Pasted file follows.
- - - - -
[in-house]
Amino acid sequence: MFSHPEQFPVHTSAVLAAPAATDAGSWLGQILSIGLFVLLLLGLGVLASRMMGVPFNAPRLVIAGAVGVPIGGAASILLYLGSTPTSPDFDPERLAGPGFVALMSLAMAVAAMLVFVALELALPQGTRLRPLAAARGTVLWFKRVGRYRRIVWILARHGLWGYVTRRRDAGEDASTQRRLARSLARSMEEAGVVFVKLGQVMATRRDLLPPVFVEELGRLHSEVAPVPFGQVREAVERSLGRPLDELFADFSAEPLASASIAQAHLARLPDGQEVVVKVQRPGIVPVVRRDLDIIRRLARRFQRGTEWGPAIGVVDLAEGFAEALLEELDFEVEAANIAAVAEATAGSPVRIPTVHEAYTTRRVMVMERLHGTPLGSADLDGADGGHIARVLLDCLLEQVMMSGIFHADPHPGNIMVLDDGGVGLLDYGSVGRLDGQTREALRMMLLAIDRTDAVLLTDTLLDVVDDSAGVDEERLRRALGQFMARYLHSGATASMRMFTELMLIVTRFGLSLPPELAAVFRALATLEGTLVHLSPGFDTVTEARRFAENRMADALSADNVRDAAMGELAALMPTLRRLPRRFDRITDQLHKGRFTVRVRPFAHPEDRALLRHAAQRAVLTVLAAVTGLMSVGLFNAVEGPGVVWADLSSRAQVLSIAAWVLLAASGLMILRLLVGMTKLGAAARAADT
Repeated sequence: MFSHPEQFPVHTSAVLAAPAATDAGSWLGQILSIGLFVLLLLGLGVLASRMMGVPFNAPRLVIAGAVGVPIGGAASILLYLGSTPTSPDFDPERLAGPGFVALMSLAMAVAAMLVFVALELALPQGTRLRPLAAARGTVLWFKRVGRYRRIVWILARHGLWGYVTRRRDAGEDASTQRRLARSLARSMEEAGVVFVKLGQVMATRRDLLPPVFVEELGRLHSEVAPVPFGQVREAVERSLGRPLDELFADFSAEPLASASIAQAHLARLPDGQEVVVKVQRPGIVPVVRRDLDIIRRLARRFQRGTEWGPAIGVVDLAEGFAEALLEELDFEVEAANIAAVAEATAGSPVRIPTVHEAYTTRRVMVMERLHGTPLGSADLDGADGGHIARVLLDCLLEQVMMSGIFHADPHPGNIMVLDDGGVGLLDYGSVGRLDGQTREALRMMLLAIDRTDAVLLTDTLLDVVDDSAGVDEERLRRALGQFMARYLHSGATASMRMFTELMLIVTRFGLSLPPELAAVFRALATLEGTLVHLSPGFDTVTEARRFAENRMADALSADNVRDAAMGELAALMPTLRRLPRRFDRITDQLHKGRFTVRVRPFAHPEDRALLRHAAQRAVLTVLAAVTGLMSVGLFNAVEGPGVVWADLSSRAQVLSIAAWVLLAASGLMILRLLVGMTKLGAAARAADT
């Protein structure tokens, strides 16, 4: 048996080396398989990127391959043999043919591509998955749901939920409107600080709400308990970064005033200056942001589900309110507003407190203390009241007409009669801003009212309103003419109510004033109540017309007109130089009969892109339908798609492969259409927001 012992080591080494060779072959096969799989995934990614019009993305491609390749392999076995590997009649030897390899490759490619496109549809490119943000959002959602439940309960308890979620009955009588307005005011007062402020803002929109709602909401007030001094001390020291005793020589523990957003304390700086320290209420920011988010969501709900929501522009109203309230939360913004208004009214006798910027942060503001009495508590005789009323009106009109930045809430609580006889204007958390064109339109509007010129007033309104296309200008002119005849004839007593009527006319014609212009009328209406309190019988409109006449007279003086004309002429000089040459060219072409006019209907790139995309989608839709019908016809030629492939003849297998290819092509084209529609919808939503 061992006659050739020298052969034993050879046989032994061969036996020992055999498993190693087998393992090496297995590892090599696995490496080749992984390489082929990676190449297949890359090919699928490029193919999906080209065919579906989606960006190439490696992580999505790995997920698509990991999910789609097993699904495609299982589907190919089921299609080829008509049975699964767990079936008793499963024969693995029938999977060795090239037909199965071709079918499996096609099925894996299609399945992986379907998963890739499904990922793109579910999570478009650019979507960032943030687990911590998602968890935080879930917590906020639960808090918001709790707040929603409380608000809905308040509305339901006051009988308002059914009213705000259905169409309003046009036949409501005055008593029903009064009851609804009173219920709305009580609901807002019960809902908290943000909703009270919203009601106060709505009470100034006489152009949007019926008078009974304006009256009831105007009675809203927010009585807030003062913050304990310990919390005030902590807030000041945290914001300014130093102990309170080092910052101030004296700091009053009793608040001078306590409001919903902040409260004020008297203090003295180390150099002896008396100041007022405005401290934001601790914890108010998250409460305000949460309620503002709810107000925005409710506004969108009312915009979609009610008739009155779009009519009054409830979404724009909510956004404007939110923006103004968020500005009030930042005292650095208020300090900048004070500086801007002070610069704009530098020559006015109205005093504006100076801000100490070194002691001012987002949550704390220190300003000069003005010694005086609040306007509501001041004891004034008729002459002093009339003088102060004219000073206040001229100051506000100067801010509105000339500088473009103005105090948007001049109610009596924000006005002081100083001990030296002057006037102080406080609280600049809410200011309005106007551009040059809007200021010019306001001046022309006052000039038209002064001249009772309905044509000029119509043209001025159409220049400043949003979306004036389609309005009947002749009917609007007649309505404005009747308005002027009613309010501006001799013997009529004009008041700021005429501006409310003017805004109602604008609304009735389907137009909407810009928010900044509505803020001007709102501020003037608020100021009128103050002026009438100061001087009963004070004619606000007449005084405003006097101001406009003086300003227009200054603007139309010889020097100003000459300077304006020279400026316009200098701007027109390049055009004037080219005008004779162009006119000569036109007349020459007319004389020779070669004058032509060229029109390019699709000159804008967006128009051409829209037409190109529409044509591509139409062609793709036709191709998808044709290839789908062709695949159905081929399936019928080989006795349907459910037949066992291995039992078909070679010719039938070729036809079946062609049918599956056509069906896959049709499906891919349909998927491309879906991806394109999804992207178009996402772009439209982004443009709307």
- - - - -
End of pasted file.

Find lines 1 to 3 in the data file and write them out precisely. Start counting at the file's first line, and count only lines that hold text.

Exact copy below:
[in-house]
Amino acid sequence: MFSHPEQFPVHTSAVLAAPAATDAGSWLGQILSIGLFVLLLLGLGVLASRMMGVPFNAPRLVIAGAVGVPIGGAASILLYLGSTPTSPDFDPERLAGPGFVALMSLAMAVAAMLVFVALELALPQGTRLRPLAAARGTVLWFKRVGRYRRIVWILARHGLWGYVTRRRDAGEDASTQRRLARSLARSMEEAGVVFVKLGQVMATRRDLLPPVFVEELGRLHSEVAPVPFGQVREAVERSLGRPLDELFADFSAEPLASASIAQAHLARLPDGQEVVVKVQRPGIVPVVRRDLDIIRRLARRFQRGTEWGPAIGVVDLAEGFAEALLEELDFEVEAANIAAVAEATAGSPVRIPTVHEAYTTRRVMVMERLHGTPLGSADLDGADGGHIARVLLDCLLEQVMMSGIFHADPHPGNIMVLDDGGVGLLDYGSVGRLDGQTREALRMMLLAIDRTDAVLLTDTLLDVVDDSAGVDEERLRRALGQFMARYLHSGATASMRMFTELMLIVTRFGLSLPPELAAVFRALATLEGTLVHLSPGFDTVTEARRFAENRMADALSADNVRDAAMGELAALMPTLRRLPRRFDRITDQLHKGRFTVRVRPFAHPEDRALLRHAAQRAVLTVLAAVTGLMSVGLFNAVEGPGVVWADLSSRAQVLSIAAWVLLAASGLMILRLLVGMTKLGAAARAADT
Repeated sequence: MFSHPEQFPVHTSAVLAAPAATDAGSWLGQILSIGLFVLLLLGLGVLASRMMGVPFNAPRLVIAGAVGVPIGGAASILLYLGSTPTSPDFDPERLAGPGFVALMSLAMAVAAMLVFVALELALPQGTRLRPLAAARGTVLWFKRVGRYRRIVWILARHGLWGYVTRRRDAGEDASTQRRLARSLARSMEEAGVVFVKLGQVMATRRDLLPPVFVEELGRLHSEVAPVPFGQVREAVERSLGRPLDELFADFSAEPLASASIAQAHLARLPDGQEVVVKVQRPGIVPVVRRDLDIIRRLARRFQRGTEWGPAIGVVDLAEGFAEALLEELDFEVEAANIAAVAEATAGSPVRIPTVHEAYTTRRVMVMERLHGTPLGSADLDGADGGHIARVLLDCLLEQVMMSGIFHADPHPGNIMVLDDGGVGLLDYGSVGRLDGQTREALRMMLLAIDRTDAVLLTDTLLDVVDDSAGVDEERLRRALGQFMARYLHSGATASMRMFTELMLIVTRFGLSLPPELAAVFRALATLEGTLVHLSPGFDTVTEARRFAENRMADALSADNVRDAAMGELAALMPTLRRLPRRFDRITDQLHKGRFTVRVRPFAHPEDRALLRHAAQRAVLTVLAAVTGLMSVGLFNAVEGPGVVWADLSSRAQVLSIAAWVLLAASGLMILRLLVGMTKLGAAARAADT